Kathleen Norton

The day of the Disappearing Mittens

Posted on: November 24, 2010

Still pining for her mittens

Watching your own children become parents is a wondrous thing. It also scares the hell out of you.

Why? Because you fear that at any moment, something will snap inside your grown child’s head. They will remember the bone-headed things you did as a young parent.

And they will demand an explanation.

So, when watching my own daughter care for her little girl, I keep my mouth shut – as much as is humanly possible for someone like me. Someone who is rumored to be the human incarnation of “Chatty Cathy.’’

When I think my daughter should hold the baby in a different way, I bite my tongue. When I think the baby could use another pass at the mushy peas, I zip it shut.

I live in constantly terror that somewhere in my daughter’s brain, there is a stash of all the mistakes I made with her as a first-time mother, and  they are just waiting for a chance to be brought out into the open.

Like the time I accidentally locked her in a running car and had to dash down our country road to the neighbors to call for help. “I’ll be back honey!’’ I screamed, then added: “Why doesn’t somebody invent a phone you carry with you at all times!?’’

Mostly, I am afraid she will remember The Day of the Disappearing Mittens.

She was about a year old and I had managed to get her fed and changed and belted into her car seat without any mishap.

Off we went to do errands. On the way home, we stopped at a car wash, which made her giggle with its swishing brushes and cascades of water.

I grabbed the car wash vacuum, pretending it was an elephant as I cleaned stray Cheerios off the seats and floor. She giggled more.

But as I leaned near her, the nozzle brushed her hand and its pink mitten.

“Whoosh!’’ That vacuum took the mitten and ate it whole.

I was stunned and she batted at the vacuum with the other hand, which also was in a mitten. But not for long.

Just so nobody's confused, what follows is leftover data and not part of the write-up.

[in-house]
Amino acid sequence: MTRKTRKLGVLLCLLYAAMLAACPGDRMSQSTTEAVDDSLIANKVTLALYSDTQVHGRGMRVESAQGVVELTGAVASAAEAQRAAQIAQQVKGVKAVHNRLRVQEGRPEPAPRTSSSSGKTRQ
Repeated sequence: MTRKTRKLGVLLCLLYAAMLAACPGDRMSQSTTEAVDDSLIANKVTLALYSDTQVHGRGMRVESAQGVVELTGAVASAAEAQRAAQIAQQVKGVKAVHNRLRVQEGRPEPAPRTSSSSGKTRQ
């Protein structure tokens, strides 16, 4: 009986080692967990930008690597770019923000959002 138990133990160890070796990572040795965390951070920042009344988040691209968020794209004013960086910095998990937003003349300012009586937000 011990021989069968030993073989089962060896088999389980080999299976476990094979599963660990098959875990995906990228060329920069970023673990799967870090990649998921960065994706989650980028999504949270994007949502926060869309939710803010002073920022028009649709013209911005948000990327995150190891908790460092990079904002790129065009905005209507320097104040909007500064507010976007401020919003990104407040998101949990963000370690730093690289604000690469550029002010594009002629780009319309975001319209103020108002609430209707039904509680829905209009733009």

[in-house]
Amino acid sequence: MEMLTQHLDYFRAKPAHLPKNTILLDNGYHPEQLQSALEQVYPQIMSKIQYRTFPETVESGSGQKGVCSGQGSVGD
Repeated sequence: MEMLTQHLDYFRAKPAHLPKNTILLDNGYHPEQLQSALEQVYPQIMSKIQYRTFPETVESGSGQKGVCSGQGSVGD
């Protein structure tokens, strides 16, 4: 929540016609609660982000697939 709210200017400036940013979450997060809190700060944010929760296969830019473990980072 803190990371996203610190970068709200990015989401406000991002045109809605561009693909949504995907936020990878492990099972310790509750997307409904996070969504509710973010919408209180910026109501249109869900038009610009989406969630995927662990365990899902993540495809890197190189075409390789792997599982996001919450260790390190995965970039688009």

“Whoosh!’’ we heard again.

Not to change the subject and distract everyone from my parenting mistakes, but I want to point out that this may explain why car wash vacuums are usually awful. They are stuffed up with clothing and young parents won’t want to own up to what is going on.

Anyway, back to 1982 and the vacuum debacle inside my car.

With her mittens gone, the baby stared me down. She knew Mommy had messed up.

“Mommy,’’ her big brown eyes declared. “I can’t talk yet. But a long time from now when you are lecturing me on the RIGHT way to raise my children, I will remember my dear departed mittens. And there will be a reckoning.’’

I am still waiting nervously for this to happen while I watch her grow into a wonderful mom. If my little granddaughter shows up one winter’s day without her mittens and she refuses to go with me to the carwash, I’ll know exactly what happened and what I intend to say to her mommy.

Absolutely nothing.

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3 Responses to "The day of the Disappearing Mittens"

LOL – we always knew you were queen of the vacuum, but vacuuming you own daughter???!!!???

Hmmm . . . the queen of vacumming strikes again!

LOL! When I was a teenager, my friend and I used to babysit this kid whose older brother used to tease him with the vacuum cleaner! We still joke about the way he used to scream “I DON’T WANT TO BE VACUUMED!”

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